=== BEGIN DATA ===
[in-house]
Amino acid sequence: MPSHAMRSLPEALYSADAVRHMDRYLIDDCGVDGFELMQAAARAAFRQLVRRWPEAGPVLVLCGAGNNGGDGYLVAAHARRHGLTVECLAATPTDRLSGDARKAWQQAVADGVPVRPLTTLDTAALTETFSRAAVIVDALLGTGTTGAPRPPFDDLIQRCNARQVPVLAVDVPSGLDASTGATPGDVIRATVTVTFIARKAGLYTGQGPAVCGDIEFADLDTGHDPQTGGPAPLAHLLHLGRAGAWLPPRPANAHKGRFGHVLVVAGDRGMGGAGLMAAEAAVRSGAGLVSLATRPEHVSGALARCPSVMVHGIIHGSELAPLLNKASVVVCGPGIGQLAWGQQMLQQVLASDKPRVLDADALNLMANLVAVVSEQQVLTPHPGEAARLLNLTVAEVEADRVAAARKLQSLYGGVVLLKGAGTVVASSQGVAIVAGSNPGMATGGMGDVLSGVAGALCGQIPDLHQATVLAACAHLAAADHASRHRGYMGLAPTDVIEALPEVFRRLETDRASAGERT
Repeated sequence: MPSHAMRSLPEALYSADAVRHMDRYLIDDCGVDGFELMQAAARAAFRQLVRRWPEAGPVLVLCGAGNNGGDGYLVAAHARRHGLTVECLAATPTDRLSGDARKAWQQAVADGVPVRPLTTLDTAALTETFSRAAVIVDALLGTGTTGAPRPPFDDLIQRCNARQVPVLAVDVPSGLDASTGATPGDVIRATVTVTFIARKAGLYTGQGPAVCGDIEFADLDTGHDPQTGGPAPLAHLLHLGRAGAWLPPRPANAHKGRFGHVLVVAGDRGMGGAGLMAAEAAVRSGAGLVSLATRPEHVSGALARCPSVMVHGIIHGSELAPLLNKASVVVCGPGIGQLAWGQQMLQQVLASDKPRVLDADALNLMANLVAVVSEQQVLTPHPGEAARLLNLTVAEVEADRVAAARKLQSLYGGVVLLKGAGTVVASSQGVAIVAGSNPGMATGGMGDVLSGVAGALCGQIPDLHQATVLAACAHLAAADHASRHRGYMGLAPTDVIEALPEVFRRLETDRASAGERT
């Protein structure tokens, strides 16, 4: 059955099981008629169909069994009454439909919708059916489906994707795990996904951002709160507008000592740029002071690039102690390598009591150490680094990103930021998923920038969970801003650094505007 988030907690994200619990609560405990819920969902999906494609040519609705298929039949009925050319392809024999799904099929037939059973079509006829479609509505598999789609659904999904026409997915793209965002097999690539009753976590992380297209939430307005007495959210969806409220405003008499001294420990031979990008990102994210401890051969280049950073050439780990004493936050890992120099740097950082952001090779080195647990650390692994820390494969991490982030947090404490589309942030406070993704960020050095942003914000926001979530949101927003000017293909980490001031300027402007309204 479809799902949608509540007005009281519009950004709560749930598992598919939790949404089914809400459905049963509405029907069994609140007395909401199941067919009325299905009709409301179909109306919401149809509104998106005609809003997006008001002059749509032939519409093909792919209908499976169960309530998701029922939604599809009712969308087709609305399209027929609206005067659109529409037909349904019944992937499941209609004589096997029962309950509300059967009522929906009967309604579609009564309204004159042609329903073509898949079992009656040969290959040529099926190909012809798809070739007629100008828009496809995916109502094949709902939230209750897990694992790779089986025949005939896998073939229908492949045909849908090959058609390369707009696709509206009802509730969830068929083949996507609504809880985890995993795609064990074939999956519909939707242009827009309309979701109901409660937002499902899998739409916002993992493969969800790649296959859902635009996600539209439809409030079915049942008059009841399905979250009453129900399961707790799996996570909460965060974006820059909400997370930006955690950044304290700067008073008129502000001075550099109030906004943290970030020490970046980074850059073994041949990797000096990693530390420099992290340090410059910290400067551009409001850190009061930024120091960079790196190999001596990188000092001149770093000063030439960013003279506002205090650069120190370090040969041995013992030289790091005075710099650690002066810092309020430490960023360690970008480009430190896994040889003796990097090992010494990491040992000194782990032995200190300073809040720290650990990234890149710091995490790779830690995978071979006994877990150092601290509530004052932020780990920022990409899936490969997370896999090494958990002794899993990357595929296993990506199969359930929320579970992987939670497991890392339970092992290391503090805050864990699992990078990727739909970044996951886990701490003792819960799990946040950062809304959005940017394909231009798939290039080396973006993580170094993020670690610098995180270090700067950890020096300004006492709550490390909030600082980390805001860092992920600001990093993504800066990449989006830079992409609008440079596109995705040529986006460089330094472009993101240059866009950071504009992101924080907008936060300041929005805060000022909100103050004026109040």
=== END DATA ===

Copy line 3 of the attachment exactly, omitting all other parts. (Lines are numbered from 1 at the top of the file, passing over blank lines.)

Repeated sequence: MPSHAMRSLPEALYSADAVRHMDRYLIDDCGVDGFELMQAAARAAFRQLVRRWPEAGPVLVLCGAGNNGGDGYLVAAHARRHGLTVECLAATPTDRLSGDARKAWQQAVADGVPVRPLTTLDTAALTETFSRAAVIVDALLGTGTTGAPRPPFDDLIQRCNARQVPVLAVDVPSGLDASTGATPGDVIRATVTVTFIARKAGLYTGQGPAVCGDIEFADLDTGHDPQTGGPAPLAHLLHLGRAGAWLPPRPANAHKGRFGHVLVVAGDRGMGGAGLMAAEAAVRSGAGLVSLATRPEHVSGALARCPSVMVHGIIHGSELAPLLNKASVVVCGPGIGQLAWGQQMLQQVLASDKPRVLDADALNLMANLVAVVSEQQVLTPHPGEAARLLNLTVAEVEADRVAAARKLQSLYGGVVLLKGAGTVVASSQGVAIVAGSNPGMATGGMGDVLSGVAGALCGQIPDLHQATVLAACAHLAAADHASRHRGYMGLAPTDVIEALPEVFRRLETDRASAGERT